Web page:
A Pastor’s Perspective on the Archaeological Dig – Pastor David Putz

This was the third time I’ve had the opportunity to dig with Wisconsin Lutheran Seminary (1982, 1999, 2019). This was the first time we got to dig at a Khirbet (ruins) instead of a Tell (mound). So, we began to find artifacts right away on the first day.

There were shards of iron age pottery – the quarter-inch-thick kind that sounds metallic when struck. Imagine the ringing sounds Gideon’s 300 men made smashing pitchers! Who wouldn’t jump out of bed in the middle of the night, grab his sword, and rush outside to meet the attack?

Many of our shards were indicator pieces – parts of handles, bases, even a fully intact 6-inch ring from the top of a jar. We also found plenty of bone fragments, but in our section nothing metal – no nails – no coins – no weapon tips.

But our section did have a couple of very interesting finds 🙂 One was an 8-inch cube of stone – the top center was hollowed out. The perfect size for two scoops of ice cream, but more likely used for crushing things – like the nuts you’d sprinkle on top.

The other especially interesting find in our section was its three rounded stones found on three separate days. The first was as big as a softball – that right size for crushing through the forehead of a giant from Gath. The second and third were smaller – baseball size then racket ball size.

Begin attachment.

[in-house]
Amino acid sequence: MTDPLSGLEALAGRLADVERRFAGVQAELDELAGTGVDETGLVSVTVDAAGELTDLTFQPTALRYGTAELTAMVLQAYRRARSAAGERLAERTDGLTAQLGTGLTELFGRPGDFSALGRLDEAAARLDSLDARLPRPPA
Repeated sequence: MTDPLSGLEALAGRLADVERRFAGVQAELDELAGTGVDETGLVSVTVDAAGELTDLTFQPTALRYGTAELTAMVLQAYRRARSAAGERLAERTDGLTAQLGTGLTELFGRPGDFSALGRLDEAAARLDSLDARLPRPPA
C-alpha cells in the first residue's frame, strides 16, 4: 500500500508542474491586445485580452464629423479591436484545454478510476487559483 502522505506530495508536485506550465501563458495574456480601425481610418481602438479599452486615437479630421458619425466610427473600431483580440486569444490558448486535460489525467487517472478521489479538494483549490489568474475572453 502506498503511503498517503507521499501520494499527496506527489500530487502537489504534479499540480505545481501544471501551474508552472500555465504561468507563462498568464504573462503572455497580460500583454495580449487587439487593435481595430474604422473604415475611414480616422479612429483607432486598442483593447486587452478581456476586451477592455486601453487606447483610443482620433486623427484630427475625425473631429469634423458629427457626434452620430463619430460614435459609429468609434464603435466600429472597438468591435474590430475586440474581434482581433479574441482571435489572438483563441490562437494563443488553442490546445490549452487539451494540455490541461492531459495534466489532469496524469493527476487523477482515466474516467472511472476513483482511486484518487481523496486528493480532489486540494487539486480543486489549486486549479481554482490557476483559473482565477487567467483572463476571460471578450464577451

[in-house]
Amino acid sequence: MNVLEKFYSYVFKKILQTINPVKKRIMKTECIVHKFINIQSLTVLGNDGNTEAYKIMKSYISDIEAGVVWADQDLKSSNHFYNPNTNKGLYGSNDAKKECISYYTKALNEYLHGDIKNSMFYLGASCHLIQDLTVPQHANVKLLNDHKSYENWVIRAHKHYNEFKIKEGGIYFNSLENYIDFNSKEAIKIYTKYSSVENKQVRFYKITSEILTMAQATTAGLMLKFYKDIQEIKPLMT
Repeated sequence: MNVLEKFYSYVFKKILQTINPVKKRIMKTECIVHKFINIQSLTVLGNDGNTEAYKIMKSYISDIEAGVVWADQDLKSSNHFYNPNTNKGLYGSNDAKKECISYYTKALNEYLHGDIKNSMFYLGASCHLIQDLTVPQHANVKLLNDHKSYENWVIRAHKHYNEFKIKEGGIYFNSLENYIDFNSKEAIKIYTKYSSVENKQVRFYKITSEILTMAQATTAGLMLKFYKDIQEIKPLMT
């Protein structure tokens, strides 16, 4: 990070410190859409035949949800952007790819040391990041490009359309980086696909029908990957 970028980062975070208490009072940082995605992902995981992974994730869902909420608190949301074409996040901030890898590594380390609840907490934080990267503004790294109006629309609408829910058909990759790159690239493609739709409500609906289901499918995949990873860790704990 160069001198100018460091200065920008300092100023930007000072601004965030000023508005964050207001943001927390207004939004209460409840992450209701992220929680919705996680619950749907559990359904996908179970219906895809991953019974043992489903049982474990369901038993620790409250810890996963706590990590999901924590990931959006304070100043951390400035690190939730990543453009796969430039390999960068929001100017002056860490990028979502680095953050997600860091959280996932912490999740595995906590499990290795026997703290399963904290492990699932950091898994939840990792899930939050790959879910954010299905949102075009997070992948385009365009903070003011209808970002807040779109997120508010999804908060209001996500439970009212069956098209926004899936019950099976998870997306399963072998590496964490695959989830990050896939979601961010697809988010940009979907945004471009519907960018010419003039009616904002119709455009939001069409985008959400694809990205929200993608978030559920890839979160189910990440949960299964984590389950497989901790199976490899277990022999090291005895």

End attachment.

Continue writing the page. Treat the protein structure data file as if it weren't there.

Now you might be thinking, “Pastor Putz, you were digging through the Khirbet’s sporting goods store. Complete with softballs, baseballs, racket balls, even a putting cup for the miniature golf course.”

Well, that would make for an interesting article in an archaeological magazine. But I have to admit that my mind drifter more in the direction of four stones David didn’t sling at Goliath.

Anyway, the Indiana Jones in our square was Pastor Scott Mosher from Ohio. He found artifacts everywhere. He was like a power sifter – nothing missed his energetic searches. In fact, we hauled away so much excavated soil from our section that by the end of the week, one guy even started calling me “Bucket Man.”

Putz’s Path